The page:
US President Barack Obama declared a "new day" between the United States and Cuba following talks with Cuban President Raul Castro at which the Cuban leader repeated his call for the end to the decades-long US trade embargo against the communist island nation.

"Much more could be done if the US blockade were lifted," Castro told reporters after the meeting, using the terminology Cuba prefers for the US policy that has prevented most trade between the neighbours for more than half a century.

Castro called recent moves by Obama's administration to improve relations "positive but insufficient" and again demanded an end to the embargo, which requires an act of Congress. He also called for the return of the US naval base at Guantanamo Bay, Cuba.

Obama has been able to make only "small adjustments" to the embargo, but predicted it would end eventually because the economic isolation had not worked in the US interest.

Despite a rapprochement between Washington and Havana that saw the resumption of diplomatic relations last year, major differences remain particularly over human rights and Cuba's treatment of political dissidents.

Obama said he raised human rights during his meeting with Castro, but had also heard criticism from the Cuban president on issues such as poverty and race relations in the United States.

Human rights and democracy will continue to be impediments to the strengthening of ties, he said.

"To the extent that we can have a good conversation about that and to actually make progress, that, I think, will allow us to see the full flowering of a relationship that is possible," Obama said. "In the absence of that, I think it will continue to be a very powerful irritant."

He noted the issue is not unique to Cuba and the US has stressed human rights concerns with other nations with which it has relations, including China and Vietnam.

Obama called the discussions on human rights "fruitful," and stressed the US does not view Cuba as a threat even as it continues to stand up for basic human rights principles.

"Cuba's destiny will not be decided by the United States or any other nation," Obama said. "The future of Cuba will be decided by Cubans."

Castro responded testily to journalists' questions about human rights, denying the country has political prisoners.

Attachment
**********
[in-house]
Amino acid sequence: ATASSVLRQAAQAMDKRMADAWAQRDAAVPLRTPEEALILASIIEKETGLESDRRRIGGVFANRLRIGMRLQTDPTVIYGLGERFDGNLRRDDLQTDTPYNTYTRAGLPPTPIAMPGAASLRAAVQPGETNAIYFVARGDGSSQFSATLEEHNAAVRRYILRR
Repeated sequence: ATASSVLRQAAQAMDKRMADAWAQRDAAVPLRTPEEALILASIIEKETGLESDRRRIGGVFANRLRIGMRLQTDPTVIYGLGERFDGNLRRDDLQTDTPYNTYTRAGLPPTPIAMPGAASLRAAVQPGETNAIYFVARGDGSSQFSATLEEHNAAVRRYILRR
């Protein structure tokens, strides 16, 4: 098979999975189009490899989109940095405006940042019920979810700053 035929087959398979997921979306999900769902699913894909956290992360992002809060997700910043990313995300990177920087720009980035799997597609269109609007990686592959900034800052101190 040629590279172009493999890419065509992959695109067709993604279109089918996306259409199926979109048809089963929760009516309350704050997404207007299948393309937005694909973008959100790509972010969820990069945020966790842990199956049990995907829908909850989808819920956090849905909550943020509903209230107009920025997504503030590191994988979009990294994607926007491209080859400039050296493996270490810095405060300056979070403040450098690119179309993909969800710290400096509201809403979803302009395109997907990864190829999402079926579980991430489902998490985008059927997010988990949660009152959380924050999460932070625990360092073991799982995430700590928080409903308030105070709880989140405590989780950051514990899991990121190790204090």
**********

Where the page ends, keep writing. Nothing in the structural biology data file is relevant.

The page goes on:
"Give me a list of the political prisoners and I will release them immediately. Just mention the list. What political prisoners?" Castro demanded.

At the end of the press conference there was an awkward moment when Castro tried to raise Obama's arm overhead in an attempt to punctuate their newly formed bond. But he had to lower his arm clumsily when the US president did not reciprocate.

Castro formally welcomed Obama to Havana earlier Monday and the leaders reviewed a Cuban military honour guard at the Palace of the Revolution before sitting down for talks.

Obama, the first US president to visit Cuba in nearly 90 years, introduced Castro to Secretary of State John Kerry and other US diplomats and advisors on hand for the trip.

Decades of hostility between neighbours on opposite sides of the political spectrum have dissipated since Obama and Castro announced an agreement in late 2014 to end what effectively had become a stalemate in relations dating back decades.

Diplomatic ties were restored in July, and little by little other hindrances to cooperation have been dropped. Last week the United States loosened some travel restrictions on Cuba, including allowing US citizens to visit the country for "people-to-people" educational trips, and eased restrictions on banking services.

Direct postal services also recently restarted, eliminating the need for letters and parcels to be sent via third countries.

Obama's stay will not include a meeting with Castro's brother Fidel, the 89-year-old revolutionary who ruled the communist island for decades after the revolution. Fidel Castro has consistently expressed hostility toward the US, which implemented an embargo against Cuba in 1961.

Obama and first lady Michelle Obama attended a state dinner later Monday in the Palace of the Revolution where a Cuban orchestra entertained the guests. Castro and the Obamas were welcomed with applause in the room prepared for the dinner. Castro, a widower, attended the event unaccompanied.

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